"Young Charles Dickens Reading; Stoking the Fire of Imagination, ages 5-9, 1817-1821"
© Marilyn Papas
I chose to illustrate how Dickens' father's fine taste in books influenced his future interests. He was inspired to travel to Italy and look into the crater of Vesuvius. He would include a three year tour of Europe for David in "David Copperfield", when his ill young wife, Dora died. "David Copperfield" was thought to be his most autobigraphical book.
"Young Dickens Working at Warren's Factory, ages 12-13, 1824-1825"
© Marilyn Papas
I chose to show how even though this was the most miserable year of Dickens' life, if he could've looked into a crystal ball and seen his future, it wouldn't have been so bad at Warren's Factory. He would've been able to endure his 10 hour work days gluing labels on to pots of boot black (shoe polish) in the rat infested falling down factory on the Thames. I show that he would he would wear "many hats" in his future and as a famous author someday, he would include this experience in a book called "David Copperfield". In the crystal ball, I show young David working at his evil stepfather's wine bottling factory in London. Mr. McCawber, (based on Dickens own father) his land lord and friend, is giving him wordly advice.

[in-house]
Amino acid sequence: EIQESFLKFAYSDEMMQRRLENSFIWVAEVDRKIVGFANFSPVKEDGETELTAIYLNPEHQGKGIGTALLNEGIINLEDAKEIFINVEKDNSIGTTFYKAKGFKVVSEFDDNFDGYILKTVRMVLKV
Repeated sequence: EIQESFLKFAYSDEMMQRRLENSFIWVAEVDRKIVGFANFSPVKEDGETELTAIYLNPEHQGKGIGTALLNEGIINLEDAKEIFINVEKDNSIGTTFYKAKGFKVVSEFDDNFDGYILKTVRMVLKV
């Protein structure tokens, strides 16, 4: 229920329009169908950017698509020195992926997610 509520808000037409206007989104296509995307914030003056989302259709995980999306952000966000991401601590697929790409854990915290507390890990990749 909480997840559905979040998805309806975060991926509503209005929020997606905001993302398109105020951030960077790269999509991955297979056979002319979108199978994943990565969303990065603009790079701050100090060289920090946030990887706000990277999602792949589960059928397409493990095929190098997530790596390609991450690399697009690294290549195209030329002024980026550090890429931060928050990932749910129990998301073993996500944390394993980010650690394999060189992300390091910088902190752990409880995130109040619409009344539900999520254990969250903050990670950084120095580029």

"A Future Author Meets Her Idol: Kate Douglas Wiggin Meets Dickens on a Train, 1868"© Marilyn Papas
I wanted to show a very warm, and charming moment in a wonderfully entertaining conversation 56 year old Dickens had with Kate Smith, age 12, on the train from a reading he gave in Portland, Maine on his way back to Boston in March 1868. They both loved "David Copperfield" the best; she read it six times except for the long boring parts. Dickens laughed and took out a journal to jot down exactly what they were. She would go on to become an author of 19 books including "Rebecca of Sunnybrook Farm" in 1903 and "A Child's Journey With Dickens" in 1912.